Yet somehow, all of that has failed to budge the needle.
And it’s highly unlikely that you coming along and snapping off the moral equivalent of, “Hey, have ya heard about Jesus?” is going to be that moment that lifts them up.  It’s more likely that you’ll come off as a total fucking asshole to most people – because the people who are genuinely disabled will feel like shit because you’re essentially telling them “Hey, you don’t know you’re disabled, have you tried it my way?” and the people who maybe could help themselves with more effort have already been bombarded with your generic inspiration porn before and hey, that didn’t bring them to a realization either.
In other words, you’re basically a spammer – I don’t give a shit who wants my message or not, maybe 0.0001% of the people will be moved by my relentless inability to shut up, and who cares if this irritates them?  I’m the TROOF!
Whereas I honestly think if you’re the shining paragon you claim to want to be, you accept that the tactics you’re using haven’t worked generically on these people until now, and raise concerns gingerly, and take great care when pointing out “You know, there are other ways” not to do so in a way that essentially accuses your audience of not being as smart as you are.
Because if you were that smart, you’d know how well “insulting people’s intelligence” goes down.
Look.  There are always people who aren’t trying hard enough – whether that’s hard enough to quit smoking, or hard enough to find the philosophy that brings them peace, or hard enough on their own physical form.  But there is a distinct difference between a “Hey, this works for me, maybe it could work for you,” and the preening “HEY LOOK WHAT I FOUND IT’S CAUSE I’M SOOOO SMART HOW COME YOU’VE SEEN ALL THIS AND AREN’T AS SMART AS MEEEEEE.”
I think if you’re really smart, you give people the credit that they’ve heard things just like your message before, and it failed to convince.  And you start picking apart the subliminal message you send that “Hey, if you were only as talented/willfull/smart as I am, you could join me up here on my throne.”  And you think, “I have a valid message, but are there less insulting ways to get it across?”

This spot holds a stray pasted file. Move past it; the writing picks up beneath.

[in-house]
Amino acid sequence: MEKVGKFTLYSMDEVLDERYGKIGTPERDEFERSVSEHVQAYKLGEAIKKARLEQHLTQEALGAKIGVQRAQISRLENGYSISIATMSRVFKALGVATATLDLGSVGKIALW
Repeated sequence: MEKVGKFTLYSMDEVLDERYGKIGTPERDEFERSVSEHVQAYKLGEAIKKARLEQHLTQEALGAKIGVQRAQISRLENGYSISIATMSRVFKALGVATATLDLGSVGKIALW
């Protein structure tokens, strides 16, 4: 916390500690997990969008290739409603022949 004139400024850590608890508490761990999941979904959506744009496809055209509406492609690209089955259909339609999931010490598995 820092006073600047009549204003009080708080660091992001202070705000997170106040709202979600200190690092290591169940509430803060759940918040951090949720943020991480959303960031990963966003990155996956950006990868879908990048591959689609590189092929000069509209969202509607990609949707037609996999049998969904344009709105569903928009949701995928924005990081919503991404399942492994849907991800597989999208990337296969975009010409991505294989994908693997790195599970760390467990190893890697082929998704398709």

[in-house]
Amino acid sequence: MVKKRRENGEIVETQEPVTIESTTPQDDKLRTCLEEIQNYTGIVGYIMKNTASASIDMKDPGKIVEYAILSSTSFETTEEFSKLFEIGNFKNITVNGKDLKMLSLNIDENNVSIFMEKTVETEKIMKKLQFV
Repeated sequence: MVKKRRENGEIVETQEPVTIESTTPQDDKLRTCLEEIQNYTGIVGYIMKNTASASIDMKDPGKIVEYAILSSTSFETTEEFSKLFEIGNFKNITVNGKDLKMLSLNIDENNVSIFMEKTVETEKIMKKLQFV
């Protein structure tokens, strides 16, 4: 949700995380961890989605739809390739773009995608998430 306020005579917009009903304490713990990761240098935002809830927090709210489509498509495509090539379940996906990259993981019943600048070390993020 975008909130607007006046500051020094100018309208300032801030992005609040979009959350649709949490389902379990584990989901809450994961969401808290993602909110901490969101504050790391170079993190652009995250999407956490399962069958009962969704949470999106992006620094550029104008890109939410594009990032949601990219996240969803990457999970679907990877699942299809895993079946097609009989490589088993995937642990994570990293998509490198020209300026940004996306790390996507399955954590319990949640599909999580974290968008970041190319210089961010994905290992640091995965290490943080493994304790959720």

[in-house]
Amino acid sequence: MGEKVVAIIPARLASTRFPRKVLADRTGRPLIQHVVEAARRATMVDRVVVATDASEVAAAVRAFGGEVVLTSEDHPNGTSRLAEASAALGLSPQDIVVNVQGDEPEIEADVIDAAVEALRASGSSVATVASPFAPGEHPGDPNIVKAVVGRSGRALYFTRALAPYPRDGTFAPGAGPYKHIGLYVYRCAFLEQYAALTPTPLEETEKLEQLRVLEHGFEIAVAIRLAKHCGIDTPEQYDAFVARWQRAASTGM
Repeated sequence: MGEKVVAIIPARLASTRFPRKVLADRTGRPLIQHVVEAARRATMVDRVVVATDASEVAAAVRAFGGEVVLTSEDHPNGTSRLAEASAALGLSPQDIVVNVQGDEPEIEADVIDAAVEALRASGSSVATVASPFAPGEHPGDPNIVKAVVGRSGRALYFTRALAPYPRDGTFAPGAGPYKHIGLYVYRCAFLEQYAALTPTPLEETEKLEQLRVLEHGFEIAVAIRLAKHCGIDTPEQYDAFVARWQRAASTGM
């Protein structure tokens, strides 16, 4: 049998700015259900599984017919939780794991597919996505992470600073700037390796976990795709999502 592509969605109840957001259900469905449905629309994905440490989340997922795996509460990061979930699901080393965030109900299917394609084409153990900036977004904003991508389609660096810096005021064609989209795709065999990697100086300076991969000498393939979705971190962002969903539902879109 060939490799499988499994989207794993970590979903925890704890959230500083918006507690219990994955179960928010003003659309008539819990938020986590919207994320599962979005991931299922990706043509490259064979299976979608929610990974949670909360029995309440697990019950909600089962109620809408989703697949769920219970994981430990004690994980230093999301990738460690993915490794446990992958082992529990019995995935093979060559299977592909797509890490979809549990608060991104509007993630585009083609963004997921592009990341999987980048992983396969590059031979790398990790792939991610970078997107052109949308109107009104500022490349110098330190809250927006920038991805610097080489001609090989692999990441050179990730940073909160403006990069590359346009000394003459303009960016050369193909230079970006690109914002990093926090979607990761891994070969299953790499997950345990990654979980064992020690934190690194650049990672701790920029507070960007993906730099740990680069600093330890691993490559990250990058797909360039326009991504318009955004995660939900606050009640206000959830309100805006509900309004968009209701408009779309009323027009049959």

Then you rework it.
You know.  If you’re really smart.  Like my friend Bob was.  Because he changed my life in a way a thousand evangelists couldn’t.
…but one more thing.  If you’re unconvinced by this, you may have picked up on the hidden meta-message in this essay – namely, that if you were only as smart as I am, you’d alter your communications patterns!  And I’d like to suggest something subtle, here:
The less you find this convincing, the more you may need to read it.
Because odds are good it may be a variant on the message you’re pushing.


  1. CM
    Apr 7, 2016

    I agree wholeheartedly with this message.
    I will also add that I say to smokers (regardless of age, gender or appearance) “Hey, has anyone ever told you that you’re too pretty to smoke?” and give them a nudge and a smile. They’re surprised, laugh, say no, and thank me. They almost all tell me that they are trying to quit, except the few that tell me things like they are going to die anyway and the world is overpopulated, but that they appreciate the compliment. That’s new to them. Thought I’d share that, too.

  2. Sandy Conley
    Apr 7, 2016

    Bloody effing brilliant!!!! Could you do this in the form of a Chick tract, like they did for Oberon Zell’s “We are the Other People” article? (http://www.treeleavesoracle.org/library/pathfinder-press/otherpeople.html for the tract – though the original article is better.) I would so make a million copies and hand them out to proselytizers every time they made it necessary.
    This really is wonderful. It says in a lovely condensed way everything I’ve intuited over the years about people who push their religions on others who didn’t ask for it. And not only religion…one of the biggest causes of friction between my mom and myself over the years was her complete inability to accept that things that worked for her didn’t necessarily work for everyone else. I think we could have worked everything else out, if it was just possible to get her to see that PEOPLE ARE DIFFERENT. Not wrong, not stupid, just different.
    Tract, pretty please?? I’d be ever so grateful. I’d even pay, if I had money. I’d order a crateful!